Among those who are striving for a permanent place among
short story writers is Edna Ferber, a young woman who makes
her stories interesting through her own keen observation of
character traits revealed in the everyday life about her. Miss
Ferber's work deserves mention among any group of Wisconsin
writers quite as much from the promise of what may still come
as from that already accomplished. Her ability to see the real
in character and the truth in real life is the strong characteristic
of her work. She has attempted to follow somewhat
closely the language of the everyday life she portrays.
Edna Ferber's short stories, many of which have appeared
in various magazines, have been collected into books published
under the titles of "Buttered Side Down," "Dawn O'Hara,"
"Roast Beef Medium," and "Personality Plus." These stories
are unified through the two characters portrayed, Dawn O'Hara
and Mrs. Emma McChesney. It is probable that much of her
own struggle and much of her aspiration for women is portrayed
in these two characters. She hopes to show that women
may make an undisputed place for themselves in the professional
and business life.
The first of these characters is a young Irish woman who
has devoted her energies to the mastering of the city newspaper
reporter's work. Through the story of Dawn O'Hara's
struggles, Edna Ferber has been able to give many interesting
comments upon the toil and thrills of this nerve-racking work.
At the same time she has been able to paint the struggle of
the young writer to produce the first book, to picture German
Milwaukee in a most interesting manner, and to make some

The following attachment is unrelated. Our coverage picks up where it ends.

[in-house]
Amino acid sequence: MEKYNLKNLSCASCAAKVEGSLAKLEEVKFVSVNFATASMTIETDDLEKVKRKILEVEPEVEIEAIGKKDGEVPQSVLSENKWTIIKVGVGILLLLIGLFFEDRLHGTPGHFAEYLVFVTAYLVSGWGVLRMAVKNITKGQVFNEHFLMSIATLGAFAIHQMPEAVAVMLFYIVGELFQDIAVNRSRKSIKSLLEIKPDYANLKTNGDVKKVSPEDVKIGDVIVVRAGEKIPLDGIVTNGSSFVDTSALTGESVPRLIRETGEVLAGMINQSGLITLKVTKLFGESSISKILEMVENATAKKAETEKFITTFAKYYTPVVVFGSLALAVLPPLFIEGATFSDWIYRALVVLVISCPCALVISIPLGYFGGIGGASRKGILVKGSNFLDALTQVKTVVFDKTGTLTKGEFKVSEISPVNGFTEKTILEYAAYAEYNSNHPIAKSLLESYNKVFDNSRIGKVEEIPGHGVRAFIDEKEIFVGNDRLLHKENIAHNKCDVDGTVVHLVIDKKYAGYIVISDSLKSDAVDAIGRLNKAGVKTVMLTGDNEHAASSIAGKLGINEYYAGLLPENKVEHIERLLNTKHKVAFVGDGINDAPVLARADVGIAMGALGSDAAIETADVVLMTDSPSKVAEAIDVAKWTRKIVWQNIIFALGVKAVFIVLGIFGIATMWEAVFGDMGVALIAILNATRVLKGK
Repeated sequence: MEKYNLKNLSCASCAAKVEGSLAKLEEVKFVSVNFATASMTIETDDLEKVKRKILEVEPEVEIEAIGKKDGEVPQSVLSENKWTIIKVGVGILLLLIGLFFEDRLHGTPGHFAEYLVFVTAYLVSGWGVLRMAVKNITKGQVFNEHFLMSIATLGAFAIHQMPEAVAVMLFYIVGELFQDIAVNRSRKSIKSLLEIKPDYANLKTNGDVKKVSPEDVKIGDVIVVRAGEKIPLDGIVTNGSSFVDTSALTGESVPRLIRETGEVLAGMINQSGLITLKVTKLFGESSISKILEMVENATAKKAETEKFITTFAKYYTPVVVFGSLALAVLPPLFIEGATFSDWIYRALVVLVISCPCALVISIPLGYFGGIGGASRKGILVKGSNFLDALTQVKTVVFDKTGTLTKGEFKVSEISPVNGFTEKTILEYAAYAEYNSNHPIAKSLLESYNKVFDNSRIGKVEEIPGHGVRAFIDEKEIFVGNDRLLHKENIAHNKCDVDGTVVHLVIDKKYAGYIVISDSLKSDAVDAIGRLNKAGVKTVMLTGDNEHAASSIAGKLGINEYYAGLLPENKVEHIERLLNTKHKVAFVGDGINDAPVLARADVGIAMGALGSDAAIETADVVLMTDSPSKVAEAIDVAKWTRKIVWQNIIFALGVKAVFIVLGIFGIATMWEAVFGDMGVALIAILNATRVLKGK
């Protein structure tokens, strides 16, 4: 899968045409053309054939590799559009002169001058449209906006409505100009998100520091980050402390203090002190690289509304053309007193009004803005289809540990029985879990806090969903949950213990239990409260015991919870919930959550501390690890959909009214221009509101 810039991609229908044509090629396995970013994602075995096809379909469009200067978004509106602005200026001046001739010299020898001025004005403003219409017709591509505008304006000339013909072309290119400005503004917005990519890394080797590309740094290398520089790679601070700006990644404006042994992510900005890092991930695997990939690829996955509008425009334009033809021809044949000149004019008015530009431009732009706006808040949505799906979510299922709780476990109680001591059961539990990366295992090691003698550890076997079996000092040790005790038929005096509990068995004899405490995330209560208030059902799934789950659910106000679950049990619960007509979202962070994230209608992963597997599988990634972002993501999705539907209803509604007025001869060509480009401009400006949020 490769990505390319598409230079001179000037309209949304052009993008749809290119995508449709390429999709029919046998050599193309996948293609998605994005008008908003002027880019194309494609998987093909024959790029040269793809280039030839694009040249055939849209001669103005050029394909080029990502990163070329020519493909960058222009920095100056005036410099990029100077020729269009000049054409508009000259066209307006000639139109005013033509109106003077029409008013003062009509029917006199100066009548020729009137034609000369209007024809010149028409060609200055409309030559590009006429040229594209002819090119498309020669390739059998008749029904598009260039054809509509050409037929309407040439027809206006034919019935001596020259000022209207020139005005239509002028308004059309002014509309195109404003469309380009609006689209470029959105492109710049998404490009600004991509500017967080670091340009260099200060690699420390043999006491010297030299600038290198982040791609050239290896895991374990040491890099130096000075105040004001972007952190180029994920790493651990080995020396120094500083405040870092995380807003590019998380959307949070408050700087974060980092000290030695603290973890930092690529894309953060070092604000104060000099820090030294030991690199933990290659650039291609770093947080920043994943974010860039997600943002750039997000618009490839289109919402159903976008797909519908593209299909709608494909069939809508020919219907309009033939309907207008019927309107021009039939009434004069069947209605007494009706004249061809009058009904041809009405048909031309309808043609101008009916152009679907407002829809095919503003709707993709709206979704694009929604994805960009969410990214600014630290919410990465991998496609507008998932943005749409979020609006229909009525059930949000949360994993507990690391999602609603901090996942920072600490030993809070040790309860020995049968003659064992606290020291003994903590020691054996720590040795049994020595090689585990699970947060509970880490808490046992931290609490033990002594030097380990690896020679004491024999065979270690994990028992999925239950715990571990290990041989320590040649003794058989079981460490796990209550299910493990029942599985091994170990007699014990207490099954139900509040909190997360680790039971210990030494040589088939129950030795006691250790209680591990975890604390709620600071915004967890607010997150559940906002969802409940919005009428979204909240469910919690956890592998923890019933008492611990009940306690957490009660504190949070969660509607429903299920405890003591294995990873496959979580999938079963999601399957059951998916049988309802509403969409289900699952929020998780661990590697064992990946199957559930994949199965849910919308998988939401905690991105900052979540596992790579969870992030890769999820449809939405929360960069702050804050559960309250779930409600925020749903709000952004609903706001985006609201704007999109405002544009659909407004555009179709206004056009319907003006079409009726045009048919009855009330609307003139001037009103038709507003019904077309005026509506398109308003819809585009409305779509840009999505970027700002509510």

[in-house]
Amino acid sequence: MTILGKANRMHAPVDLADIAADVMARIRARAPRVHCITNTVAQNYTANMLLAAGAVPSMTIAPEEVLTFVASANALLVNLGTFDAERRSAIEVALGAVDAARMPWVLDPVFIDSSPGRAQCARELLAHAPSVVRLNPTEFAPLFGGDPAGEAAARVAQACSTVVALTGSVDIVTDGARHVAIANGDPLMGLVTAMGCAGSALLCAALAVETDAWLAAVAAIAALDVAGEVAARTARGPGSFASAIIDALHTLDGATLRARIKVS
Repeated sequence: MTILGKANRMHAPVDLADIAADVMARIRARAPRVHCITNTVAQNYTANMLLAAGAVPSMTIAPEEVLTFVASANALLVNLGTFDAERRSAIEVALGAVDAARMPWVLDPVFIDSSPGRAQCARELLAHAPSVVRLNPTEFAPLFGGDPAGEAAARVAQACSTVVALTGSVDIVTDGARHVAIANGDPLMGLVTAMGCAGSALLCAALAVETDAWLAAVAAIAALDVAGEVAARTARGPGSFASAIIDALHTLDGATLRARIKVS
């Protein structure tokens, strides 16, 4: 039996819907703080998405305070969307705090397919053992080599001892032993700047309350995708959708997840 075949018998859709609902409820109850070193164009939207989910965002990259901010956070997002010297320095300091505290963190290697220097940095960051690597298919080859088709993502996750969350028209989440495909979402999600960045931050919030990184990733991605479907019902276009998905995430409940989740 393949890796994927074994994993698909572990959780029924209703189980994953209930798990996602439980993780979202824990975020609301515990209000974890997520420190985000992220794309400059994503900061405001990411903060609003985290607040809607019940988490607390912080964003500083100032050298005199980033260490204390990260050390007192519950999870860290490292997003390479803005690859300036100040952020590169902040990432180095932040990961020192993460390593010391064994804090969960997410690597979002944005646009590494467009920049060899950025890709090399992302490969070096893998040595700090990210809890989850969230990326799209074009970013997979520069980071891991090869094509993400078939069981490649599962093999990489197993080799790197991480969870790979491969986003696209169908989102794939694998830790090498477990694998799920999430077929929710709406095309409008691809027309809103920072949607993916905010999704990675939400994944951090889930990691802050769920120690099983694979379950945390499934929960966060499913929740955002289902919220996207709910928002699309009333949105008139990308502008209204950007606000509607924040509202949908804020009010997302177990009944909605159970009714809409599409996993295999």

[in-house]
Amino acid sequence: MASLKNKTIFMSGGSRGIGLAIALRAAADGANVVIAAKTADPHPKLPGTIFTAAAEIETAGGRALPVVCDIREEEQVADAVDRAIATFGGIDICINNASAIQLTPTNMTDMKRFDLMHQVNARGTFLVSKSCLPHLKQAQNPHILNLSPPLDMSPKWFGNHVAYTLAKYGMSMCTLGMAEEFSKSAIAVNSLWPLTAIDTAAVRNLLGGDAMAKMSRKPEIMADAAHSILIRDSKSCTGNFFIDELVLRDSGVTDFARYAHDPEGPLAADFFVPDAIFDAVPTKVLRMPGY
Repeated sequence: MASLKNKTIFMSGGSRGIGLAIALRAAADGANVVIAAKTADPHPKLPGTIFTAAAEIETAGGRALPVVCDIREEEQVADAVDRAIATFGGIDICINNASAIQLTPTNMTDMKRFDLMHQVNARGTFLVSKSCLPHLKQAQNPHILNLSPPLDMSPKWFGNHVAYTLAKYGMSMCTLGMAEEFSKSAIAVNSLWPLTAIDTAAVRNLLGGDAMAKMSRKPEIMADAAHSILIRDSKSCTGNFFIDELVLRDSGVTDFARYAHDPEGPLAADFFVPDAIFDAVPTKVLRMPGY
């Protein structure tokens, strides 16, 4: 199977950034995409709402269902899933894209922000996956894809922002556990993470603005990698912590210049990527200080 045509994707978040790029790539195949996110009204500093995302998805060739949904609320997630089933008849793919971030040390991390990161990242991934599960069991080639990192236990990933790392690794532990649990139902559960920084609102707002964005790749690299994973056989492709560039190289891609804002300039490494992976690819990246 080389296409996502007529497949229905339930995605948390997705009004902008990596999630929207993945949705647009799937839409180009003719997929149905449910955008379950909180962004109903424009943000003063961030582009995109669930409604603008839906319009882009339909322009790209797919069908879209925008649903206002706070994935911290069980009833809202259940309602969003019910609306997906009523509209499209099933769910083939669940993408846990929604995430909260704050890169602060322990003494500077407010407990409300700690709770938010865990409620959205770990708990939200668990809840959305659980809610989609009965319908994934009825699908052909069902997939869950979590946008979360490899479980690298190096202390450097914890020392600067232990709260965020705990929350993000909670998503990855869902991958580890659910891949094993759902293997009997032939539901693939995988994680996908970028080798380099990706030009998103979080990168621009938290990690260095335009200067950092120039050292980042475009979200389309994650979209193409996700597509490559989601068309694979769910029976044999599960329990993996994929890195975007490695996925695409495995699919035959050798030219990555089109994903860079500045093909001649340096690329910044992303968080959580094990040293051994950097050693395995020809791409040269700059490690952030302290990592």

interesting comments upon mutual helpfulness.
Emma McChesney is an example of the extraordinarily successful
business woman. Despite the most discouraging conditions,
she works her way from the beginning of a firm's least
inviting employment to the complete management of its affairs.
All the time she is inspired by the desire to give her son the
best education and the best start in life and to assist him to the
most manly character possible. The author rewards Emma
McChesney with the full realization of her ambitions.
Edna Ferber was born in Appleton, Wisconsin. Her home
was a humble one, but was able to provide her with the opportunity
for high school education and a very little work in Lawrence
College. After graduating from high school, she did
work for the Appleton Crescent in the capacity of news collector
and reporter. Through this work she began to realize her
powers and at the same time she trained herself to that keen
observation of character which constitutes one of the greatest
pleasures in her work. Appleton's stores, hotels, newspapers,
and working life in general became her laboratory in which to
study the characteristics, defects, and aspirations of human life
as she finds it. As she has achieved greater success in her
writing she has widened her sphere of acquaintanceship and of
helpfulness. Her present home is Chicago.